Last season when Tottenham finished seventh to earn a Europa Conference League spot, finishing high enough but still low enough to be considered a joke, it threw up something of a lose-lose situation.
While the competition does give some teams who wouldn't otherwise the chance to play in Europe and travel to amazing stadiums around the continent they probably wouldn't dream of featuring in before, for Spurs, it is a bit embarrassing.
They were a Champions League club as recently as 2020 and reached its final in 2019. The sharp drop-off they have experienced since was summed up in their qualifying for the Europa Conference League. A tournament in which they have already lost twice.
They could qualify for its preliminary play-off round if they better Vitesse's result on Thursday night, but right now, there's something much bigger at play than Europe's third tier club competition.
Tottenham are in the midst of a Covid-19 crisis, with a combined 13 people testing positive.
Right now, there's no confirmation that the game against Rennes will be cancelled, but Antonio Conte looked visibly emotional during his press conference on Wednesday, briefly previewing the match.
He said he had 11 players available and soon after one of his starters tested positive.
The Italian added: "Everyone is a bit scared, we all have families. I ask why? Why? Yesterday [Tuesday] we trained and two positives, today we trained and after another two positives. Who next? It's not right, we're going home to our families."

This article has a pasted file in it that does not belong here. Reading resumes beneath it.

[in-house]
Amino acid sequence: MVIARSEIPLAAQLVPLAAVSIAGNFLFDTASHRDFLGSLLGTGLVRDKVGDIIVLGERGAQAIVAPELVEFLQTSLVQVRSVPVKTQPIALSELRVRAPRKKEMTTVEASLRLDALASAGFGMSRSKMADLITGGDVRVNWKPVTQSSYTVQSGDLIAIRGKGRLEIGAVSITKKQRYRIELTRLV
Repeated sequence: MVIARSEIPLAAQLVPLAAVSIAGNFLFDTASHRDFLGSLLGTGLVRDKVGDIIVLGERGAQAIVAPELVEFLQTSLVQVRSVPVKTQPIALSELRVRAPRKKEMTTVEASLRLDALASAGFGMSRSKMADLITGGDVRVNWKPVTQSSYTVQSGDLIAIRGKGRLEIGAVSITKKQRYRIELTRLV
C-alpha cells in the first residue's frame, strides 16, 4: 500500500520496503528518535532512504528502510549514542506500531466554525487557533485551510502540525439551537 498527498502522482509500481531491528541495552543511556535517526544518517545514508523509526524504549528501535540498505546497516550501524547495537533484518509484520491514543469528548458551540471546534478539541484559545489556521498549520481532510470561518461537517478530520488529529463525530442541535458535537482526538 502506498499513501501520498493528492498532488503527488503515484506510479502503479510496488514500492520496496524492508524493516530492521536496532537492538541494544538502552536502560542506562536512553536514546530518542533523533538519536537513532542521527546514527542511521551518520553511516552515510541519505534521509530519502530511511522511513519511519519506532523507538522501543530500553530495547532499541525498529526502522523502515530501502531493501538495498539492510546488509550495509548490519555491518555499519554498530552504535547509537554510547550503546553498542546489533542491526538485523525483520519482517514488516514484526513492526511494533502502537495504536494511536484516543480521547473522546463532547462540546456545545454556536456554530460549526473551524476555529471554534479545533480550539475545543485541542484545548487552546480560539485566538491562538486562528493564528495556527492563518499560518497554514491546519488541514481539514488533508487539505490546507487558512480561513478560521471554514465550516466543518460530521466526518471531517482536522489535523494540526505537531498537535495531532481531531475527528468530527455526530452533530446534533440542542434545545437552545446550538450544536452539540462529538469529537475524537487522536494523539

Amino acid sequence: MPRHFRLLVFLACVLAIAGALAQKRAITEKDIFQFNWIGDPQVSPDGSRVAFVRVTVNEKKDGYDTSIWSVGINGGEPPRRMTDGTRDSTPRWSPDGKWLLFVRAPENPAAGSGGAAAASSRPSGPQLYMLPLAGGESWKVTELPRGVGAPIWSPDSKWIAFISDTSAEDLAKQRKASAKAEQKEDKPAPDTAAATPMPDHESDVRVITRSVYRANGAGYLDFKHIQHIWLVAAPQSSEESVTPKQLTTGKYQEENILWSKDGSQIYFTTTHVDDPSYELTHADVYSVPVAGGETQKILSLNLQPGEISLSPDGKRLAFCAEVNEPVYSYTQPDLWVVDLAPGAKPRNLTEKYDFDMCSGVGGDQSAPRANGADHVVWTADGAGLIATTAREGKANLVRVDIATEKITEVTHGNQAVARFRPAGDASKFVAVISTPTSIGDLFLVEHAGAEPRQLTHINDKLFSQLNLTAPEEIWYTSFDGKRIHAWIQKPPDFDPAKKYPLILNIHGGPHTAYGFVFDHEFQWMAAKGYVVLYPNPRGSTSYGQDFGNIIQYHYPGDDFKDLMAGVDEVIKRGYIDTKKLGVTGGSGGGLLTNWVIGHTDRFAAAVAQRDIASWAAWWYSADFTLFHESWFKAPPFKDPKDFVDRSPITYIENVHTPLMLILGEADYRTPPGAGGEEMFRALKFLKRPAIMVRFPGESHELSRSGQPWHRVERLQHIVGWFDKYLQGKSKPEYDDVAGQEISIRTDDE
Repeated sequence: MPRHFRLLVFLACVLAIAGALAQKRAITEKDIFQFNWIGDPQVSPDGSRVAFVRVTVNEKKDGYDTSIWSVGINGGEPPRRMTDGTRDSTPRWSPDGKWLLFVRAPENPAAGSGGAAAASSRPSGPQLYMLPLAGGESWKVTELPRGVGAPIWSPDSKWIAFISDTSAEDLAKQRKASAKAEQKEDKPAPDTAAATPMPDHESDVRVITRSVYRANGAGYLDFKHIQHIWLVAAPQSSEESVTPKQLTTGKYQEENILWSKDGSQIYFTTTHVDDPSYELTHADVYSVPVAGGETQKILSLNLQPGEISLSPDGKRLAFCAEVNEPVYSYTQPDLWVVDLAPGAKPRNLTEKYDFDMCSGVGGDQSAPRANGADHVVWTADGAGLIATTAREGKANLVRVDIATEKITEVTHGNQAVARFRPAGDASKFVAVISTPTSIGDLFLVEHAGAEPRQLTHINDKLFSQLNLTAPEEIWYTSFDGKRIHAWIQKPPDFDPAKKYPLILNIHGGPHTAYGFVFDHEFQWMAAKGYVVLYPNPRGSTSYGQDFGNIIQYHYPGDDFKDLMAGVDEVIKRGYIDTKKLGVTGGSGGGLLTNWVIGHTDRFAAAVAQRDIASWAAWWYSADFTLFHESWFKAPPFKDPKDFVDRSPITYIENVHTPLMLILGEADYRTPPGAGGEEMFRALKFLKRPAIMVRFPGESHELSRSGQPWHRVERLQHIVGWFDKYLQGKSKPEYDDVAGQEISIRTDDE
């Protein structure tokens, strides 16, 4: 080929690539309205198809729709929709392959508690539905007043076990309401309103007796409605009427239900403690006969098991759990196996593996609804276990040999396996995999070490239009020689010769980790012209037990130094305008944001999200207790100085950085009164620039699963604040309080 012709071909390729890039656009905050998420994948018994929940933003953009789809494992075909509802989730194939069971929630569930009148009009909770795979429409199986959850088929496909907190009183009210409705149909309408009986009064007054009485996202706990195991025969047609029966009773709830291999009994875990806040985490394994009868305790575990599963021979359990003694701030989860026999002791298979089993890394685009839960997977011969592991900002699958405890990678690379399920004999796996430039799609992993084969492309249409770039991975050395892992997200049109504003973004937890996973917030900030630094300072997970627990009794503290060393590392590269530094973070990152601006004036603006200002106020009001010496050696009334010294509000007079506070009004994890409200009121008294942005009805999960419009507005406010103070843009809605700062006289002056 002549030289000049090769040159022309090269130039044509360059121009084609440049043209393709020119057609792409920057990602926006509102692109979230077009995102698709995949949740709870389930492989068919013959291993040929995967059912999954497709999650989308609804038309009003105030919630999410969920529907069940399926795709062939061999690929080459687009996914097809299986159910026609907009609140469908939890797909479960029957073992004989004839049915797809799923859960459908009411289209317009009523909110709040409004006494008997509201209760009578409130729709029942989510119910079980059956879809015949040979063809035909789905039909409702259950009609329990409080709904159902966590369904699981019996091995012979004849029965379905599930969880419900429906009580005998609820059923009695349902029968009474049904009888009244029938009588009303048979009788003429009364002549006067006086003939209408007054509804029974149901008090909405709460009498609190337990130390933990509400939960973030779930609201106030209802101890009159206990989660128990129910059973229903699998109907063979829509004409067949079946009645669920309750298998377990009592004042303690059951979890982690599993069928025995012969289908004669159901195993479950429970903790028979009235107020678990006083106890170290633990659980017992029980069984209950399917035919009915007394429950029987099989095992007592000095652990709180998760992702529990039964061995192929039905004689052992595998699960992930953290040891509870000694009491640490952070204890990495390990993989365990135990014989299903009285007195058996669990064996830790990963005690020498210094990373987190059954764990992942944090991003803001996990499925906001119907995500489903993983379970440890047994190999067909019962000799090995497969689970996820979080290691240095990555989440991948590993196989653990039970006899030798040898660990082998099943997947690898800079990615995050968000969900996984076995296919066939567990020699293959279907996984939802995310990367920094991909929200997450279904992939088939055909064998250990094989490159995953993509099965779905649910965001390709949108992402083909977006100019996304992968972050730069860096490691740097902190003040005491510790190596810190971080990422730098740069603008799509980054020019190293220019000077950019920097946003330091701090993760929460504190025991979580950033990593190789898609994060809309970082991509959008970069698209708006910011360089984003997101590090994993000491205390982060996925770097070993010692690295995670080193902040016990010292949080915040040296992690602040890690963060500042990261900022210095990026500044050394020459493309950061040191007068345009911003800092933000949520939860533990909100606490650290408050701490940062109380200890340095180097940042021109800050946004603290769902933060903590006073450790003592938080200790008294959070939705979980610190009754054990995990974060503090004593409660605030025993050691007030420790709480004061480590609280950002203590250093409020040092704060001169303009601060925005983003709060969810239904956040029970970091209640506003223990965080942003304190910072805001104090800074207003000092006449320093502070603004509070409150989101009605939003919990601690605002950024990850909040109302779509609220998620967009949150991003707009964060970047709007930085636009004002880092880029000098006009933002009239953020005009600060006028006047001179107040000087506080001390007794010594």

This is what it all boils down to.
Despite what you may hear from whatever government you're under, whether they're downplaying any parties that may or may not have gone ahead - evening, prime minister! - these aren't just footballers. They're people with families. They remain just as susceptible to catching coronavirus as the rest of us, regardless of how ill it will actually make them. There are famous examples of extremely fit footballers - Newcastle's Allan Saint-Maximin being one - catching Covid-19 and experiencing horrendous long-COVID symptoms.
There isn't a positive argument to be made for Thursday's game to go ahead, regardless of what stipulations UEFA have put forward on squad availability. Nothing good can come of forcing a team ravaged by illness to play. If anything, it damages the credibility of a competition which is already seen as a laughing stock far and wide by football fans.
Common sense must prevail. Tottenham Way should be shut down for now, staff sent home to their families and kept safe, and allowed to return once it is reasonable to do so. To force them to play is irresponsible and reckless.
We do not know how much governing bodies really care for the welfare of players around the world. Plans for increased playing schedules are still being put forward, with little recognition of the amount of miles footballers have put in over the past few years.
The pandemic is still at large. The virus is doing the rounds at Tottenham - potentially a new, more harmful variant - and the club and Rennes don't seem keen on playing.
The Premier League should support Tottenham if they decide to shut down for ten days or so. If UEFA do not, a postponement or even a cancellation on Spurs' part should be considered.
Fans care about their players. If there is no case morally for the game going ahead, then it shouldn't.
For now, we await news of whether it will be played. If it does, it would be nothing less than a disgraceful show of non-leadership. And I think I can speak for most when I say there's enough of that doing the rounds right now.